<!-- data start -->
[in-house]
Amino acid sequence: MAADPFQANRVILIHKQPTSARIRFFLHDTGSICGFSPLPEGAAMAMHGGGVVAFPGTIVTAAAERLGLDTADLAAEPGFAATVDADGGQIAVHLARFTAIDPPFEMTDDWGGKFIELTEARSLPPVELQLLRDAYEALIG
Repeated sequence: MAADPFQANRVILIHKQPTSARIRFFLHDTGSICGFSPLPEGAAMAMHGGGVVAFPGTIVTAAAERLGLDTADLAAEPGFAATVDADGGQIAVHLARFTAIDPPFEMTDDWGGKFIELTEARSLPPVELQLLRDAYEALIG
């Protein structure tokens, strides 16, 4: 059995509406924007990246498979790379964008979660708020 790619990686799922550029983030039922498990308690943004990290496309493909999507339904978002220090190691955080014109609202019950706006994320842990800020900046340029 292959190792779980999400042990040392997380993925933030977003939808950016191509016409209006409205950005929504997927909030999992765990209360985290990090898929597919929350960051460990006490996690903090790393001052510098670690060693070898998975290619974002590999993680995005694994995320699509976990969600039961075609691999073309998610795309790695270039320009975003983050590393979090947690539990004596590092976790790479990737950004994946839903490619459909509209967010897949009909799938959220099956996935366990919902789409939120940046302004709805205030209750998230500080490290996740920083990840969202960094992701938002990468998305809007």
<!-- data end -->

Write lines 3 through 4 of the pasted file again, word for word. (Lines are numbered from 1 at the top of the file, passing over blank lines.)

Repeated sequence: MAADPFQANRVILIHKQPTSARIRFFLHDTGSICGFSPLPEGAAMAMHGGGVVAFPGTIVTAAAERLGLDTADLAAEPGFAATVDADGGQIAVHLARFTAIDPPFEMTDDWGGKFIELTEARSLPPVELQLLRDAYEALIG
């Protein structure tokens, strides 16, 4: 059995509406924007990246498979790379964008979660708020 790619990686799922550029983030039922498990308690943004990290496309493909999507339904978002220090190691955080014109609202019950706006994320842990800020900046340029 292959190792779980999400042990040392997380993925933030977003939808950016191509016409209006409205950005929504997927909030999992765990209360985290990090898929597919929350960051460990006490996690903090790393001052510098670690060693070898998975290619974002590999993680995005694994995320699509976990969600039961075609691999073309998610795309790695270039320009975003983050590393979090947690539990004596590092976790790479990737950004994946839903490619459909509209967010897949009909799938959220099956996935366990919902789409939120940046302004709805205030209750998230500080490290996740920083990840969202960094992701938002990468998305809007």